UBC Theses and Dissertations
Remembering the Holocaust : teachers' narrative choices and students' historical thinking Perry-Whittingham, Michael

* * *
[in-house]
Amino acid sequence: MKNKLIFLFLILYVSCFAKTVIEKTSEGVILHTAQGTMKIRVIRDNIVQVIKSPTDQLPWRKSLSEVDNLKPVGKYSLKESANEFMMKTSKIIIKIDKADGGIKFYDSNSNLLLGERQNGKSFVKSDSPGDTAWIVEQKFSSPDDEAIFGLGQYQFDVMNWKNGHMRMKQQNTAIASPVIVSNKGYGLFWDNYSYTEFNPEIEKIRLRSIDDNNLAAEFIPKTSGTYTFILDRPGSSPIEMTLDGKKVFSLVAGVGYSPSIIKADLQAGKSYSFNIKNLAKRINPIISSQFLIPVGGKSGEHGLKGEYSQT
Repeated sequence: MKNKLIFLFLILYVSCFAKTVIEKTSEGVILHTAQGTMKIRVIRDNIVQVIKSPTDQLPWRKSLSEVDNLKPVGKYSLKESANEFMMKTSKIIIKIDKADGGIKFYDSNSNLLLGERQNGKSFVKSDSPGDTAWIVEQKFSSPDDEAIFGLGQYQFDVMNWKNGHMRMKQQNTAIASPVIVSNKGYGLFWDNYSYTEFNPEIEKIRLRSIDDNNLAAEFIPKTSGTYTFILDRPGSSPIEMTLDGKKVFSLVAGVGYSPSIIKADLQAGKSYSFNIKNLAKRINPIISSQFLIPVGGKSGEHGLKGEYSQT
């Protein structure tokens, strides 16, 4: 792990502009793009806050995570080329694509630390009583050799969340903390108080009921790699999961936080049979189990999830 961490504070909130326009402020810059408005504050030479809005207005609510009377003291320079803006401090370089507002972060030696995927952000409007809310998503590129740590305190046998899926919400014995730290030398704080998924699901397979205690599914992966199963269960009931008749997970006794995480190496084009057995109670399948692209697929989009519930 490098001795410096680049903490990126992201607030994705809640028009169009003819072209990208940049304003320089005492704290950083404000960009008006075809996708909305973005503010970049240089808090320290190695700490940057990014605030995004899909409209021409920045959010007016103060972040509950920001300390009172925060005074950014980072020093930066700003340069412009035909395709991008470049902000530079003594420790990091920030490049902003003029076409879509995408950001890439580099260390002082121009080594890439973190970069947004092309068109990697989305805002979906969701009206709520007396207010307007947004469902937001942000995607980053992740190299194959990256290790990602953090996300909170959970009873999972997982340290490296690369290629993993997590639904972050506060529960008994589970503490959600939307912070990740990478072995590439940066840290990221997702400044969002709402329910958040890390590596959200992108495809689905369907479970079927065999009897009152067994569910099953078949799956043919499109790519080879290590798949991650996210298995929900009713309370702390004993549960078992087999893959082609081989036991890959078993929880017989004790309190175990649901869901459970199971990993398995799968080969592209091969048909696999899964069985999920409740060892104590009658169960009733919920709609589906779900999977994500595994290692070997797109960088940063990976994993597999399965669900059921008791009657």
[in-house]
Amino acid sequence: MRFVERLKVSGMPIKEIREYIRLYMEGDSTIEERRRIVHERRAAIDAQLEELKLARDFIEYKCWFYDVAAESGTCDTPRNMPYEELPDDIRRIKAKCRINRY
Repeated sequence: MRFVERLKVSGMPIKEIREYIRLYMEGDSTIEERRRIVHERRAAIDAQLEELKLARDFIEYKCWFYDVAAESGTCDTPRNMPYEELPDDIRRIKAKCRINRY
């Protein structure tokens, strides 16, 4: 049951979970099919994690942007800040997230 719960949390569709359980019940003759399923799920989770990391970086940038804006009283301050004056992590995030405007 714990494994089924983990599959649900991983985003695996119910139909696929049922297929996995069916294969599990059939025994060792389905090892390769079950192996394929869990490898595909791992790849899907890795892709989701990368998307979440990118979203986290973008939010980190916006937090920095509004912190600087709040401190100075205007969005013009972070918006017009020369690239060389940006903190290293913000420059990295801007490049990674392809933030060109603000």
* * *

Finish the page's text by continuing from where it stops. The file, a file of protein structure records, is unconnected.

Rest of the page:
This study investigated teachers' narrative choice and students' historical thinking. The research examined the influence of varying curriculum materials, including a graphic novel, feature film and discovery trunk, on student thinking about the Holocaust. The study was conducted in three social studies 11 classes, taught by the researcher, in an urban public secondary school. Data used in the study consisted of student essay samples and informal classroom observations. The study's findings revealed that students' thinking about the Holocaust was multi-dimensional and fairly complex. Students' thinking, at the end of the unit, was categorized into themes: preservation of Holocaust artifacts and relics, the use of museums as sites of memory, learning lessons from the Holocaust about humanity, and the intrinsic moral weight of the Holocaust as a historical event. The use of varied resources did not provide substantial evidence of differentiated historical understanding, but there was some evidence to suggest that the varied resources impacted student understanding on a general level. In light of these findings the thesis concludes that studying the Holocaust is a valuable topic for students because they will find the narratives compelling, confront personal moral frames and benefit from thinking through the historical complexity of the Holocaust.
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